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Yanks Win High Scoring Opener

Unforgettable moments and legendary players have given Yankee Stadium 75 years of unrivaled baseball history. Until Friday, though, it had never seen a game quite like this one.

The Oakland Athletics and New York Yankees opened the famed ballpark's 75th anniversary season with the highest-scoring game ever played here, a 17-13 Yankees victory that was anything but major league caliber.

Tino Martinez hit a three-run homer, drove in five runs and scored four to lead New York. The 30 combined runs eclipsed the previous high, a 17-11 win by the Yankees over the Philadelphia Athletics on June 3, 1933.

How ugly was it?

Consider these numbers: 30 runs, 32 hits and four errors. Add to those, 10 pitchers, 18 walks, a 12-run, 23-batter fifth inning in 4 hours and 6 minutes. It's no wonder the seventh-inning stretch received one of the day's loudest ovations.

"It was not a pretty thing to watch from either side," Oakland manager Art Howe said.

"It felt like a normal four-hour game," Martinez deadpanned. "I wasn't watching the clock throughout the game, but I knew it was long."

Long and sloppy.

"Yeah, but you got a lot for your money," said New York catcher Joe Girardi.

Martinez's two-run double off Jim Dougherty (0-1) came in New York's four-run fifth as the Yankees, who overcame a 5-0 deficit and batted around in three straight innings, took a 16-13 lead.

Scott Brosius, acquired in an off-season trade from Oakland, added four RBIs. Girardi went 4-for-4 and Bernie Williams scored four runs for New York, which has won three straight to reach .500 for the first time this season.

Matt Stairs had three RBIs and every regular in Oakland's lineup had scored one run and driven one in by the end of the fifth inning.

Brosius, playing in Yankee pinstripes for the first time, was stunned when informed the two teams had made history with their combined run total.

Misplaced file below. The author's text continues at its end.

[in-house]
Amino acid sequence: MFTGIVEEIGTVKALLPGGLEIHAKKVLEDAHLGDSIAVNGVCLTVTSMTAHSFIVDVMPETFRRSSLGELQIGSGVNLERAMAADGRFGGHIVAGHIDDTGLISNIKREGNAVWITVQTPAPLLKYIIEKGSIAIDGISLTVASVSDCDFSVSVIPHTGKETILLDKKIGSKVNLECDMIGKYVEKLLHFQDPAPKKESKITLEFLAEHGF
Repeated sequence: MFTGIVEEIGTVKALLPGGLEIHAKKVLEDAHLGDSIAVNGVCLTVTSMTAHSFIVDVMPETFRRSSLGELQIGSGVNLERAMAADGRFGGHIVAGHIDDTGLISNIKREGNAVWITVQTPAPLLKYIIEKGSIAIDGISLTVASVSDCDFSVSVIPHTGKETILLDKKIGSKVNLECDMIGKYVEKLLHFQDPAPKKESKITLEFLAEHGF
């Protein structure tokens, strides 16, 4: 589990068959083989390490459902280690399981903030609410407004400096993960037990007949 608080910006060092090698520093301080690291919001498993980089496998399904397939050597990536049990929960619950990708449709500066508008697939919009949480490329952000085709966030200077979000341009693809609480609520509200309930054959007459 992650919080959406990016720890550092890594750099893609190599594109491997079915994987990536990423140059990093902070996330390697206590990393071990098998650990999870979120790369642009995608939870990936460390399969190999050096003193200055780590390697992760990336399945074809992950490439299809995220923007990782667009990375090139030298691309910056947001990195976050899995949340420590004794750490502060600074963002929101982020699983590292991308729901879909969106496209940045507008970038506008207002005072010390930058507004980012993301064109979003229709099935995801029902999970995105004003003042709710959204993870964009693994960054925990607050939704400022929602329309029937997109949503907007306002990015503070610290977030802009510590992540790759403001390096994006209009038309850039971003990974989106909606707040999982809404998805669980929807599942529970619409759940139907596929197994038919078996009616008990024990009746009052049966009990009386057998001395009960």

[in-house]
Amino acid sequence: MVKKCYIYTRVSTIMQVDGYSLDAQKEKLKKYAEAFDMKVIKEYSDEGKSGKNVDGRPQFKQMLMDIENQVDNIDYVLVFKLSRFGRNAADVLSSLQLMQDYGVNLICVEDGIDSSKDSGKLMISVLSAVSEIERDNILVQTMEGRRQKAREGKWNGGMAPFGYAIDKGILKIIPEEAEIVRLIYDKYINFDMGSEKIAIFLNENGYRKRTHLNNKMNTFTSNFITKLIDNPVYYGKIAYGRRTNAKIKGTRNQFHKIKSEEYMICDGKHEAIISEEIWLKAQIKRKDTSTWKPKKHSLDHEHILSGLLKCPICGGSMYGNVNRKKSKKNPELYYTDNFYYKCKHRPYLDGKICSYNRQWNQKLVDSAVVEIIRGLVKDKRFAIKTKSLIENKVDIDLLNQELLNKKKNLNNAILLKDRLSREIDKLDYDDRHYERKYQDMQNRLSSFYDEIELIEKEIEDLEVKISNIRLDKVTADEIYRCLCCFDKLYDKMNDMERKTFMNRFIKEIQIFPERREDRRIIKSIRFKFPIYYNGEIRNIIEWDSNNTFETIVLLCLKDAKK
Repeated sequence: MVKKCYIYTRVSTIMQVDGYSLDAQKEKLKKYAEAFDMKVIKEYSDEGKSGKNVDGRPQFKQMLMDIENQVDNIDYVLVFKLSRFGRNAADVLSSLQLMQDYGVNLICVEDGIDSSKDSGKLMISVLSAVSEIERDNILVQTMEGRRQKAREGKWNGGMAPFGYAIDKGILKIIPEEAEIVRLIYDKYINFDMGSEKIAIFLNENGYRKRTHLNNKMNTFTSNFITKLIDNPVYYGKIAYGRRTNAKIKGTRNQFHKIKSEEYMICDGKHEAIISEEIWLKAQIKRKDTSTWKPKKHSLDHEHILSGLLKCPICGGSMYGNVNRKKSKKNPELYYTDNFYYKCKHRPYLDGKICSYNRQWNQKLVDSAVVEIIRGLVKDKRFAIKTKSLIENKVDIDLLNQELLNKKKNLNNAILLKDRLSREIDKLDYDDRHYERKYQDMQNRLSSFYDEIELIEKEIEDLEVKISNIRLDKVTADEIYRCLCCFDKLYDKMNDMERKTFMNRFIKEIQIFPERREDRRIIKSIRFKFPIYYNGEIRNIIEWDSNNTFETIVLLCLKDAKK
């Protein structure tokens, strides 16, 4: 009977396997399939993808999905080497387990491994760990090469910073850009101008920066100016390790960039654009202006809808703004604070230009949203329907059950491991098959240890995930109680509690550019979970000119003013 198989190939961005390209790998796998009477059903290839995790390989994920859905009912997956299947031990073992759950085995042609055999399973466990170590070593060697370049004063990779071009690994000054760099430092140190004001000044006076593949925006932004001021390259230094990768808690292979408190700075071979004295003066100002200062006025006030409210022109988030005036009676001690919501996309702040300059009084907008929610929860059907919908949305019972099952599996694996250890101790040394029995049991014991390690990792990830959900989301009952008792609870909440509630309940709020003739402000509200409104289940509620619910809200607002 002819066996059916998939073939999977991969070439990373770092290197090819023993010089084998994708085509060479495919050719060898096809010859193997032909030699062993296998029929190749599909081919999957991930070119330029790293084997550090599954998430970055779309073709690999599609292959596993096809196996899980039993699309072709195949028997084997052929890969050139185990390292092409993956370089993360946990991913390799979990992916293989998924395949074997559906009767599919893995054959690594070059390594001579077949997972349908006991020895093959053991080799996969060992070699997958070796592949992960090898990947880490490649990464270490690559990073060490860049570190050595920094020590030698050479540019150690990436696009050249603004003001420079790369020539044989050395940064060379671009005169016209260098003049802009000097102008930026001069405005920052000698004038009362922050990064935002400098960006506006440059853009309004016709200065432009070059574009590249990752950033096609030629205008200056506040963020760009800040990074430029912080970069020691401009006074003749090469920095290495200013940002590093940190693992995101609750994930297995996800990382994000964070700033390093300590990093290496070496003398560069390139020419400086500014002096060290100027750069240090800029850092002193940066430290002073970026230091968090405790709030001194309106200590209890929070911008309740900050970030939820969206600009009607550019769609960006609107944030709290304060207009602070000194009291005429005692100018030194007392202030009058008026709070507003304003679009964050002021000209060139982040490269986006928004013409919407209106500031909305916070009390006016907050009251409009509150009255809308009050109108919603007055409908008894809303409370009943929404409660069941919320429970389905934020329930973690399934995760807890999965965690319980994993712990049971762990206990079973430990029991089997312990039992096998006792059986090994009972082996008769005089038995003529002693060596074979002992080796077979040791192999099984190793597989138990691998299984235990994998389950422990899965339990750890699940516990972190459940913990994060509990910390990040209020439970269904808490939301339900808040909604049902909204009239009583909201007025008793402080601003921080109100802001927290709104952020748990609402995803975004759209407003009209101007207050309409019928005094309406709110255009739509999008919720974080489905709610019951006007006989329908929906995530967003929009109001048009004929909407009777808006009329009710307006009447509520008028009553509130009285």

"That's amazing," he said. "It was one of those games that you just can't explain."

After starting the season on the West Coast, the Yankees were anxious to get back in front of their fans, and 56,717 the largest regular-season crowd in the stadium's history welcomed them home with a thunderous pregame ovation.

With bunting hanging from the upper decks, Yankee great Joe DiMaggio trotted out and threw out the ceremonial first pitch. Sadly, the 83-year-old's offering was closer to the strike zone than many of those thrown by Oakland's pitchers in the first four innings.

Staked to a 5-2 lead after two innings against David Cone, Oakland starter Jimmy Haynes and reliever Aaron Small combined for nine walks through 3 1-3 innings as Yankees batted around in the third and fourth innings to take a 12-5 lead.

b>"We had a rough day out there," Haynes said. "Everybody is going to have bad days. Obviously, the walks really hurt us. They're going to score runs if you walk 12 guys."

Martinez, who had only one RBI coming into the game, hit his three-run shot in the third to tie it 5-5. After Small walked the bases loaded in the fourth, Darryl Strawberry hit a two-run double, Brosius had a two-run single and the Yankees' fifth run of the inning scored on Chuck Knoblauch's fielder's choice.

But Cone, who lost on opening day in Oakland, couldn't get through the fifth. He was chased after giving up two more runs in the fifth, and Oakland scored eight times in the inning, highlighted by Jason Giambi's two-run single to take a brief 13-12 lead.

Cone, who underwent off-season shoulder surgery and originally wasn't expected to be ready until May, was charged with nine runs and 11 hits in 4 1-3 innings.

"There's no excuses," said Cone. "I've been just awful the last two starts. The team has given me leads, and I've got out there and given it right back up. ... I can't explain it, physically I'm way ahead of schedule. I just get into trouble and kind of go into a panic mode and allow big innings to happen."

Mike Buddie, recalled earlier this week from Triple-A when Mariano Rivera went on the disabled list, got his first major league win with 1 1-3 innings of relief.

Notes: The 17 runs were the most by New York in a home opener since a 19-1 win over the Washington Senators in 1955. ... Williams, Martinez, Strawberry and Chad Curtis, the Yankees' 4-7 hitters, scored 16 of New York's 17 runs. ... The fifth inning took 50 minutes to complete. ... Both the Yankees' clubhouse and players lounge were remodeled during the offseason. The top of the players' lockers are neatly trimmed with a replica of the stadium's signature facade. ... U.S. Olympic medal winners from the Nagano Games, including the women's gold-medal hockey team, were honored during pregame ceremonies. ... Oakland DH Kevin Mitchell was a late scratch with the flu.

©1998 The Associated Press. All Rights Reserved. This material may not be published, broadcast, rewritten, or redistributed

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